"World on Edge details the vice closing around us: a quadruple squeeze of global warming and shortages in food, water and energy. Then it explains the path out—and how little time we have left to take that path. Got anything more important to read than that?" —Peter Goldmark, former head of the Port authority of New York and New Jersey, President of the Rockefeller Foundation, and CEO of the International Herald Tribune
A new scramble for Africa is under way. As global food prices rise and exporters reduce shipments of commodities, countries that rely on imported grain are panicking. Affluent countries like Saudi Arabia, South Korea, China and India have descended on fertile plains across the African continent, acquiring huge tracts of land to produce wheat, rice and corn for consumption back home.
Some of these land acquisitions are enormous. South Korea, which imports 70 percent of its grain, has acquired 1.7 million acres in Sudan to grow wheat—an area twice the size of Rhode Island. In Ethiopia, a Saudi firm has leased 25,000 acres to grow rice, with the option of expanding this to 750,000 acres. And India has leased several hundred thousand acres there to grow corn, rice and other crops.
These land grabs shrink the food supply in famine-prone African nations and anger local farmers, who see their governments selling their ancestral lands to foreigners. They also pose a grave threat to Africa’s newest democracy: Egypt.
Egypt is a nation of bread eaters. Its citizens consume 18 million tons of wheat annually, more than half of which comes from abroad. (See data.) Egypt is now the world’s leading wheat importer, and subsidized bread—for which the government doles out approximately $2 billion per year—is seen as an entitlement by the 60 percent or so of Egyptian families who depend on it.
As Egypt tries to fashion a functioning democracy after President Hosni Mubarak’s departure, land grabs to the south are threatening its ability to put bread on the table because all of Egypt’s grain is either imported or produced with water from the Nile River, which flows north through Ethiopia and Sudan before reaching Egypt. (Since rainfall in Egypt is negligible to nonexistent, its agriculture is totally dependent on the Nile.)
Unfortunately for Egypt, two of the favorite targets for land acquisitions are Ethiopia and Sudan, which together occupy three-fourths of the Nile River Basin. Today’s demands for water are such that there is little left of the river when it eventually empties into the Mediterranean.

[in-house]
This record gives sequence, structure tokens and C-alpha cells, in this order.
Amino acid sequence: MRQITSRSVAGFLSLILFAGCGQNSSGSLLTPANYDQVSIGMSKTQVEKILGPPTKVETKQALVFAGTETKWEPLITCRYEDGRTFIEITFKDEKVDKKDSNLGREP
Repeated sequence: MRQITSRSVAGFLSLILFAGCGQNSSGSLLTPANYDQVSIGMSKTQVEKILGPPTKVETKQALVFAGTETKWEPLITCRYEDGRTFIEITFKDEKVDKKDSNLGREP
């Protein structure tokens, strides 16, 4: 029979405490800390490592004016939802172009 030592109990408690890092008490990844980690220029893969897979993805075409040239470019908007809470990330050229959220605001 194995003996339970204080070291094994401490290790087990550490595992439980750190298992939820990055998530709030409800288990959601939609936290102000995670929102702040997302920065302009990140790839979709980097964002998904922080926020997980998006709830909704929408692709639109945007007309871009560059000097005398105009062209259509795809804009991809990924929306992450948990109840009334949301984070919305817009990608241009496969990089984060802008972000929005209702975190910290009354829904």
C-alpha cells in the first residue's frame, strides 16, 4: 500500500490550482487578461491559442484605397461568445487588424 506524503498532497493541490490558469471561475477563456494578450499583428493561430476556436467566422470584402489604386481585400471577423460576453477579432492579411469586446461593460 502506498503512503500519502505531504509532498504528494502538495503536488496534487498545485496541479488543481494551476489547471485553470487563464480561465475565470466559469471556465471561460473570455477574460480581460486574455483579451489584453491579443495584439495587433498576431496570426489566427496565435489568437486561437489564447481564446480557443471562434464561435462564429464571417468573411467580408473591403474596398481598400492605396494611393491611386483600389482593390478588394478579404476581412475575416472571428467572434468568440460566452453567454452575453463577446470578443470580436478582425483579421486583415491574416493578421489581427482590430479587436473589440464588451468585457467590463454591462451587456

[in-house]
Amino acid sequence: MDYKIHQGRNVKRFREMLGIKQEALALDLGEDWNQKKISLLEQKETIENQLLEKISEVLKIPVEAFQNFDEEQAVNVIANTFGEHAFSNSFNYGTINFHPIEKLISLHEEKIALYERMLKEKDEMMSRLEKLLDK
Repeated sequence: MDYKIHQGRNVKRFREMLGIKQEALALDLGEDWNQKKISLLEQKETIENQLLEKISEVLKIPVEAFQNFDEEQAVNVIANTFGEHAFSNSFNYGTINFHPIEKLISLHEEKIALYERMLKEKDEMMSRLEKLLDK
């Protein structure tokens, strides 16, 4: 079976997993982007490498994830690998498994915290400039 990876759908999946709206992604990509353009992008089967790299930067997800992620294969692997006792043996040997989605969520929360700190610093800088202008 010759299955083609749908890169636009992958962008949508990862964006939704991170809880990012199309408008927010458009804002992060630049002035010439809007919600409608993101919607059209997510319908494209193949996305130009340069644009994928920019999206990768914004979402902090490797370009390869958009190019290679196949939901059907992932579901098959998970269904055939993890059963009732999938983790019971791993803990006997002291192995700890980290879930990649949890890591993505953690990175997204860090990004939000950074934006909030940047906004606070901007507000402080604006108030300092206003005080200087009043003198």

The Nile Waters Agreement, which Egypt and Sudan signed in 1959, gave Egypt 75 percent of the river’s flow, 25 percent to Sudan and none to Ethiopia. This situation is changing abruptly as wealthy foreign governments and international agribusiness firms snatch up large swaths of arable land in the upper Basin. While these deals are typically described as land acquisitions, they are also, in effect, water acquisitions.
Now, when competing for Nile water, Cairo must deal with several governments and commercial interests that were not party to the 1959 agreement. Moreover, Ethiopia — never enamored of the agreement — has announced plans to build a huge hydroelectric dam on its branch of the Nile that would reduce the water flow to Egypt even more.
Because Egypt’s wheat yields are already among the world’s highest, it has little potential to raise its land productivity further. With its population of 81 million projected to reach 101 million by 2025, finding enough food and water is a daunting challenge.
Egypt’s plight could become part of a larger, more troubling scenario. Its upstream Nile neighbors — Sudan, with 44 million people, and Ethiopia, with 83 million — are growing even faster, increasing the need for water to produce food. Projections by the United Nations show the combined population of these three countries increasing to 272 million by 2025 — and 360 million by 2050 — from 208 million now.
Growing water demand, driven by population growth and foreign land (and water) acquisitions, are straining the Nile’s natural limits. Avoiding dangerous conflicts over water will require three Basin-wide initiatives. The first is for governments to address the population threat head-on by ensuring that all women have access to family planning services and by providing education for girls throughout the region. The second is to adopt more water-efficient irrigation technologies and shift to less water-intensive crops.
Finally, for the sake of peace and future development cooperation, the nations of the Nile River Basin should come together to ban land grabs by foreign governments and agribusiness firms. Since there is no precedent for this, international help in negotiating such a ban, similar to the World Bank’s role in facilitating the 1960 Indus Waters Treaty between India and Pakistan, would likely be necessary to make it a reality.
None of these initiatives will be easy to implement, but all are essential. Without them, rising bread prices could undermine Egypt’s revolution of hope and competition for the Nile’s water could turn deadly.
Lester R. Brown is President of the Earth Policy Institute and author of World on the Edge.
Copyright © 2011 Earth Policy Institute
*NOTE: A version of this piece appeared in the New York Times’ Op-Ed section on June 2, 2011.